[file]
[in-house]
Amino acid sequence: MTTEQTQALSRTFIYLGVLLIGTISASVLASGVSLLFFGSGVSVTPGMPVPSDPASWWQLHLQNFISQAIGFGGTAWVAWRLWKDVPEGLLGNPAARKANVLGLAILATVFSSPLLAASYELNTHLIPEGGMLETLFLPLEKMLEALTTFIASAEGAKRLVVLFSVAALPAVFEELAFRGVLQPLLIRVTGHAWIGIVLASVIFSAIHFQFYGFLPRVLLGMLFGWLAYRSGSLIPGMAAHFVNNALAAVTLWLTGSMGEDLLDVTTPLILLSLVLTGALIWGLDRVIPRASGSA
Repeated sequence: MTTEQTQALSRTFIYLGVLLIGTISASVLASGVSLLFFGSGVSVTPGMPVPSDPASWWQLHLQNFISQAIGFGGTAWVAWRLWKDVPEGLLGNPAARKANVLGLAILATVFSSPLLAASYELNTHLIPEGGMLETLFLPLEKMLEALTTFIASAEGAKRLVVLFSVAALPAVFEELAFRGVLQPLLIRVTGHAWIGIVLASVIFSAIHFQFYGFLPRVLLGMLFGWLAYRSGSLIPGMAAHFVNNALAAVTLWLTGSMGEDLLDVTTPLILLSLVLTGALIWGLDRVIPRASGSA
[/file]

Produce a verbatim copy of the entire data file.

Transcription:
[in-house]
Amino acid sequence: MTTEQTQALSRTFIYLGVLLIGTISASVLASGVSLLFFGSGVSVTPGMPVPSDPASWWQLHLQNFISQAIGFGGTAWVAWRLWKDVPEGLLGNPAARKANVLGLAILATVFSSPLLAASYELNTHLIPEGGMLETLFLPLEKMLEALTTFIASAEGAKRLVVLFSVAALPAVFEELAFRGVLQPLLIRVTGHAWIGIVLASVIFSAIHFQFYGFLPRVLLGMLFGWLAYRSGSLIPGMAAHFVNNALAAVTLWLTGSMGEDLLDVTTPLILLSLVLTGALIWGLDRVIPRASGSA
Repeated sequence: MTTEQTQALSRTFIYLGVLLIGTISASVLASGVSLLFFGSGVSVTPGMPVPSDPASWWQLHLQNFISQAIGFGGTAWVAWRLWKDVPEGLLGNPAARKANVLGLAILATVFSSPLLAASYELNTHLIPEGGMLETLFLPLEKMLEALTTFIASAEGAKRLVVLFSVAALPAVFEELAFRGVLQPLLIRVTGHAWIGIVLASVIFSAIHFQFYGFLPRVLLGMLFGWLAYRSGSLIPGMAAHFVNNALAAVTLWLTGSMGEDLLDVTTPLILLSLVLTGALIWGLDRVIPRASGSA